Exploring the Visual Qualities of Literature
In a letter to her friend Virginia Woolf dated 5 January 1940, Elizabeth Bowen writes of an illustrated French edition of Maupassant she had recently read. Reflecting on the power of the images that accompanied the text, Bowen wonders “whether illustrations were such a bad thing” and goes on to remark that “Nobody illustrates now, I wonder whether they could.” Such musing remains as valid today as it did when Bowen wrote this letter, for don’t illustrations, as she puts it, open “windows in the writing”? If this is indeed the case, does it explain the peculiar draw of the illustrated edition? Moreover, what does it mean for a text to be illustrated and do illustrations contribute in a meaningful way to the text, or can such an illustrated impression simply damage the text’s integrity?
Elizabeth Bowen published her sole children’s book, The Good Tiger, in the US in 1965. Originally illustrated by M. Nebel, it was subsequently reissued in 1970 by Jonathan Cape in the UK using the superior artwork of Quentin Blake. His distinctive scribbly yet humorous drawings fit wonderfully with Bowen’s simplistic prose, while Blake’s sparing use of colour (orange) unites the eponymous feline with his human friends and his love of cake. It is perhaps unsurprising that Blake was drafted in to illustrate such a story given his iconic work on the novels of Roald Dahl. Indeed, having grown up on these, Blake’s drawing and Dahl’s writing are inseparable in my mind with one always informing the other. Perhaps a child’s mind doesn’t distinguish between the two as separate artists as discriminately as an adult might, although I have always been equally aware of both as contributing to the one work. While invariably (but not always) executed by a separate artist and once writing has already been completed, I wonder what do illustrations mean to a text?
In a recent Guardian blog-post entitled “Why Tolkien was a fine modern artist”, Jonathan Jones considers that J.R.R. Tolkien “imagined his otherworld of hobbits, elves and wizards in pictures, as well as words” (29 November 2012). Tolkien’s artwork conjures up the world of Middle Earth he writes of in The Hobbit (1937) and The Lord of the Rings (1954 and 1955). It is at once traditional, in its strong affinity with folk art, and modern, in its definitive rendering of the author’s world. The authorial control Tolkien exerts on both text and image, in this instance, not only displays great artistic integrity but, because of this, is also incredibly modernist. However, although Tolkien was accomplished in both fields, if a literary work is to be illustrated for publication by a hand other than the author’s, how does this affect the text?
While Tolkien’s visulaisations serve to enrich his own text and deepen our understanding of his vision, Aubrey Beardsley‘s illustrations for Oscar Wilde‘s Salomé (1891) threaten to overwhelm this tragedy in one act. Beardsley’s artwork accompanies the first English edition of 1894 and, although Wilde had initially been enthusiastic at the prospect of the artist illustrating his work, this was not to last. The play, which focuses on the narrative of Herod’s daughter Salomé and her request for the head of John the Baptist, was in Wilde’s eyes Byzantine in style. Upon seeing Beardsley’s illustrations, however, his impression of the artist soured: Wilde considered Beardsley’s drawings to be “like the naughty scribbles a precocious boy makes on the margins of his copybooks.” Far from being in an appropriately Byzantine style, Wilde branded the images “too Japanese.” This reaction might be understandable given the aesthetic employed by Beardsley in such pieces as The Peacock Skirt (below) and given that Wilde was no doubt mindful of how his work would be perceived and received packaged thus. As Mary Beth McGrath notes, “Beardsley’s illustrations possessed so much power independent of the text that they might subordinate the play entirely” (Beardsley’s Relationship with Oscar Wilde).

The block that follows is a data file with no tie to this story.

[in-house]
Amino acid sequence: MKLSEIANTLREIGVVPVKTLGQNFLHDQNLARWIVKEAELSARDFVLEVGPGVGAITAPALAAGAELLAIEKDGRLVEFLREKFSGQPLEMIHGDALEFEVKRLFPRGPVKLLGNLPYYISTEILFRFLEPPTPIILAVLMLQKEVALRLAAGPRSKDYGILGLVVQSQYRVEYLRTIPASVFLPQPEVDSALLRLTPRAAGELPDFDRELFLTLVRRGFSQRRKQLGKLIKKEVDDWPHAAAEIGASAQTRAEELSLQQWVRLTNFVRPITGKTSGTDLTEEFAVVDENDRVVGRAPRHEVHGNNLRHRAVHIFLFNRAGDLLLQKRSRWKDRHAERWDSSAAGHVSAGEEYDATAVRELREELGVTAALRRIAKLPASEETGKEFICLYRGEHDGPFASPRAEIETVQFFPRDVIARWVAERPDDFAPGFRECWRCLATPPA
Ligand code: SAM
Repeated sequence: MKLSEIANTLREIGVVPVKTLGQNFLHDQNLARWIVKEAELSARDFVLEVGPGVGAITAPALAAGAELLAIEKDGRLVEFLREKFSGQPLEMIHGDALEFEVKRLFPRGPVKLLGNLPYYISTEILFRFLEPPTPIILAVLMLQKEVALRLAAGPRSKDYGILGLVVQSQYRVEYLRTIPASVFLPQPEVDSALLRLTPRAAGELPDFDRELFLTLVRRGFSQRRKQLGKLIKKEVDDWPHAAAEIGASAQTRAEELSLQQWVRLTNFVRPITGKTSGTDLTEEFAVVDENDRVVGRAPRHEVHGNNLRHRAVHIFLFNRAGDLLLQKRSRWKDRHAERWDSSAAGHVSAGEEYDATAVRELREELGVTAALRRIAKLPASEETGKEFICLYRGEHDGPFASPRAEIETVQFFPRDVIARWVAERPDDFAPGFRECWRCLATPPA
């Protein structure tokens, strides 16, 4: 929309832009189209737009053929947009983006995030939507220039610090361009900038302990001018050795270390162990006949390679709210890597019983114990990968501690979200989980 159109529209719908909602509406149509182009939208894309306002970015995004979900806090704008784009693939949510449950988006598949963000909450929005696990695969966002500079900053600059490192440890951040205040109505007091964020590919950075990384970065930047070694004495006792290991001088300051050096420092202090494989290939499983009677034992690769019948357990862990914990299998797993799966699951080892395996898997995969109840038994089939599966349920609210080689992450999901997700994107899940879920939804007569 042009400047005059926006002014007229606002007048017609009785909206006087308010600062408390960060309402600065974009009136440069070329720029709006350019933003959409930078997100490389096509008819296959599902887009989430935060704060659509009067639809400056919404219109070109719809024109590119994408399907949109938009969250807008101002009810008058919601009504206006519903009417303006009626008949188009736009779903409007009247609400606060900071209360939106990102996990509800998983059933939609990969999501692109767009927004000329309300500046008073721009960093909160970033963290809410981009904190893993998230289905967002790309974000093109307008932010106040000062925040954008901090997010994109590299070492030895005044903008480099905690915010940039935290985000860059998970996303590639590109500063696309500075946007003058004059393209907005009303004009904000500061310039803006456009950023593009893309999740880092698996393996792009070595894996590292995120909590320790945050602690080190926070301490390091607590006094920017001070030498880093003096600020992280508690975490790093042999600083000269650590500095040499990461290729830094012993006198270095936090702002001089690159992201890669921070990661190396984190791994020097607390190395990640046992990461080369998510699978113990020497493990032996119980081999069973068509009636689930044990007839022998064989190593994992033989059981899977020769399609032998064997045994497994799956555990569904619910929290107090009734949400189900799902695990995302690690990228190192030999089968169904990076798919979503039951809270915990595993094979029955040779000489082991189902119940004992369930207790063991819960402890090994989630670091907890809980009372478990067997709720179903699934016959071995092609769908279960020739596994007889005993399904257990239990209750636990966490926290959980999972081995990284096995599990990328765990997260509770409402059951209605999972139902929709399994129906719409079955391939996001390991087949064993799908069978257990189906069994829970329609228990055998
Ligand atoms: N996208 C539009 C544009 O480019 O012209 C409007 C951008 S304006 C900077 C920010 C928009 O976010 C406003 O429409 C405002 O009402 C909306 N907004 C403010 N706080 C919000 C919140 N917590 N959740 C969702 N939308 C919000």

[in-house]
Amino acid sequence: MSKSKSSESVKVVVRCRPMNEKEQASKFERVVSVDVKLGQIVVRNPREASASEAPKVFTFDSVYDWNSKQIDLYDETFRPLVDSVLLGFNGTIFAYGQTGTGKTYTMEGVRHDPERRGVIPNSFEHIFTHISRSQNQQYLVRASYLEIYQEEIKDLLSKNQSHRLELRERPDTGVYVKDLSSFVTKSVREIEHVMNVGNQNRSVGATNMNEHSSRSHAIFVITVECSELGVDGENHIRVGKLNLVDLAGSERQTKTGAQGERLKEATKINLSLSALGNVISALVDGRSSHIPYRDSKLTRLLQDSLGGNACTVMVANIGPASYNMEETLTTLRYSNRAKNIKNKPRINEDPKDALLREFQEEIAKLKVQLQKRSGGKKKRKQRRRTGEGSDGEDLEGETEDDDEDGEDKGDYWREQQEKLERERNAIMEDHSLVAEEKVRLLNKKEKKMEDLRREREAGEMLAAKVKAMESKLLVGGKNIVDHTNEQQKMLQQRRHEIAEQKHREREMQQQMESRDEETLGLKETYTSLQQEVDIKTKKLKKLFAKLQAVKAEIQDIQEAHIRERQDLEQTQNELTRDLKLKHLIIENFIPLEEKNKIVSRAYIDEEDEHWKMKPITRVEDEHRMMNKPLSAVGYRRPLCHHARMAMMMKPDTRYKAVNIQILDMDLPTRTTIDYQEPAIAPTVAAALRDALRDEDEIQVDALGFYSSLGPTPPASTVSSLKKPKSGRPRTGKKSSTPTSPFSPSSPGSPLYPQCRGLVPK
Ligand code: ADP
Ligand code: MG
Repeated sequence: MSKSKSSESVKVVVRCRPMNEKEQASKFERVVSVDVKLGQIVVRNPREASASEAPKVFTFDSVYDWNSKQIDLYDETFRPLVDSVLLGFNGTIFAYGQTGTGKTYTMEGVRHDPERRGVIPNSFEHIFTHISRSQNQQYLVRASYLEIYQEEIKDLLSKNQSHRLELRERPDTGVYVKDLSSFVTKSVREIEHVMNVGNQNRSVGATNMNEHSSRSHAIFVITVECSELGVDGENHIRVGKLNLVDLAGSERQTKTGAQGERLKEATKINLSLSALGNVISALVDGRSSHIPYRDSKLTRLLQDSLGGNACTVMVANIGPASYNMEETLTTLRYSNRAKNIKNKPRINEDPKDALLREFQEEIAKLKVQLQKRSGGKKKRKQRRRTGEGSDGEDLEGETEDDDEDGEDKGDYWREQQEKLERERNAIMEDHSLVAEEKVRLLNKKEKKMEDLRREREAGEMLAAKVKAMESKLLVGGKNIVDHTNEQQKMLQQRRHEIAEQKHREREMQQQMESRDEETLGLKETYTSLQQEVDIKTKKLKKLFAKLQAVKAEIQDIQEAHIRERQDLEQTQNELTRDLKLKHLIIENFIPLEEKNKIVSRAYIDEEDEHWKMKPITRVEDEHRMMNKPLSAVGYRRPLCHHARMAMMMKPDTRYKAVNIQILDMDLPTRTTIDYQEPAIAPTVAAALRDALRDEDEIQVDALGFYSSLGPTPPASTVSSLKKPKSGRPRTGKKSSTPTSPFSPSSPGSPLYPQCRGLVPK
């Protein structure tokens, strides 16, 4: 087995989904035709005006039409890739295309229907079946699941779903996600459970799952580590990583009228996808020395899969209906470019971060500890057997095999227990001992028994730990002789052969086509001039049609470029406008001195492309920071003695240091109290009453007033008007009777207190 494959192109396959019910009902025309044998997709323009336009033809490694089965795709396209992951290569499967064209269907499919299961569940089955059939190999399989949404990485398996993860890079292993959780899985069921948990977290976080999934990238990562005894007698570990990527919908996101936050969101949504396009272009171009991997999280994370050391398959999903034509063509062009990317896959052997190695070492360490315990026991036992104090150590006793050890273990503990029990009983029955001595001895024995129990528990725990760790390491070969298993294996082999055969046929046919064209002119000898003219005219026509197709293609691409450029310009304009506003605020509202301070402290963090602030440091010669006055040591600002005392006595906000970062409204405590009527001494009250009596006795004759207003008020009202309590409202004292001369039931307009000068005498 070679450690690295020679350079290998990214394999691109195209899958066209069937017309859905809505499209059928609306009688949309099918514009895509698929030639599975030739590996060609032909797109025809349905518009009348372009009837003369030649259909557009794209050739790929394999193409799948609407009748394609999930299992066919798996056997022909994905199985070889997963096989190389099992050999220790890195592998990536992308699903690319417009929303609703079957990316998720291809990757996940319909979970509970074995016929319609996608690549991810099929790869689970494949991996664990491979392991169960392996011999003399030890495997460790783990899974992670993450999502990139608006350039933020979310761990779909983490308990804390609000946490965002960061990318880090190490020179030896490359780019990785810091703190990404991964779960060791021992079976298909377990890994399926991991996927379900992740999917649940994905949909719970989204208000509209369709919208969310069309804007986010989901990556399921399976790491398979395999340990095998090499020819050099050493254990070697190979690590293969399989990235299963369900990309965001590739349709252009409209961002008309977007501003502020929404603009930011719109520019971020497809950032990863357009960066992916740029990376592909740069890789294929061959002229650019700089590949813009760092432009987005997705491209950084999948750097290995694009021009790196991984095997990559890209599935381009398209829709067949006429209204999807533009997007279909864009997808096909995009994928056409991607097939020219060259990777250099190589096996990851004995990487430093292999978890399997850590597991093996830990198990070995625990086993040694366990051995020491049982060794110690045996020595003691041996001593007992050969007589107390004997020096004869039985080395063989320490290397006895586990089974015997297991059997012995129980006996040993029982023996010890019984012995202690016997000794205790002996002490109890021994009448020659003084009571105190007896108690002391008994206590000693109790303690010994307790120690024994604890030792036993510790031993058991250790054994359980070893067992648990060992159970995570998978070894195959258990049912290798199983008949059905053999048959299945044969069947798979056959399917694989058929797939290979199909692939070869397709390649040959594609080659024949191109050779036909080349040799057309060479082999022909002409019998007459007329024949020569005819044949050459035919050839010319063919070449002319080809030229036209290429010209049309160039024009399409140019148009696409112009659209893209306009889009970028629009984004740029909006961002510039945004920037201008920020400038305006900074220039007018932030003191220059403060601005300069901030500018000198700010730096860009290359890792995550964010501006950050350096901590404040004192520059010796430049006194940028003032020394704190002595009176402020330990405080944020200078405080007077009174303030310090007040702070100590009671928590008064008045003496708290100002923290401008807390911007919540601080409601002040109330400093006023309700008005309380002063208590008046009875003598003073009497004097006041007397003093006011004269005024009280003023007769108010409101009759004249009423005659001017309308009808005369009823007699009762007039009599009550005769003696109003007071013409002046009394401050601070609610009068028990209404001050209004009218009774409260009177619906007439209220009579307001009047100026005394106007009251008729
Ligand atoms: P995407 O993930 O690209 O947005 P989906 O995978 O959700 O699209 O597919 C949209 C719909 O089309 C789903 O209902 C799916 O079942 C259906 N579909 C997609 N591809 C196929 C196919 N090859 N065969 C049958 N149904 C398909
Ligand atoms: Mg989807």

In the right circumstances, book illustration can add immeasurably to a published text. In popular fiction, the illustrated editions of Dan Brown‘s Robert Langdon series – Angels and Demons (2000), The Da Vinci Code (2003) – for instance, ensure that the reader can follow the intricacies of visually-specific symbology. In children’s books, such as Bowen’s The Good Tiger and those of Roald Dahl and Jill Murphy, illustration can achieve a balance that compliments the text. Indeed, as in the case of Tolkien or Arthur Conan Doyle, it can extend and deepen how we view the text, creating “windows in the writing” and into the worlds contained within. However, when the illustration threatens to supplant the author’s words, as in the case of Wilde and Beardsley, does the illustrated edition become unwieldy, problematic, even redundant? Or does the illustrated edition become more attractive by virtue of its imagery? If the draw of the illustrated edition is this, then the question of when does it add and when does it subtract from a text would seemingly fall silent. At any rate, while I have perhaps posed more questions than I have answered, this is a topic that fascinates me and to which I’ll return here in the future.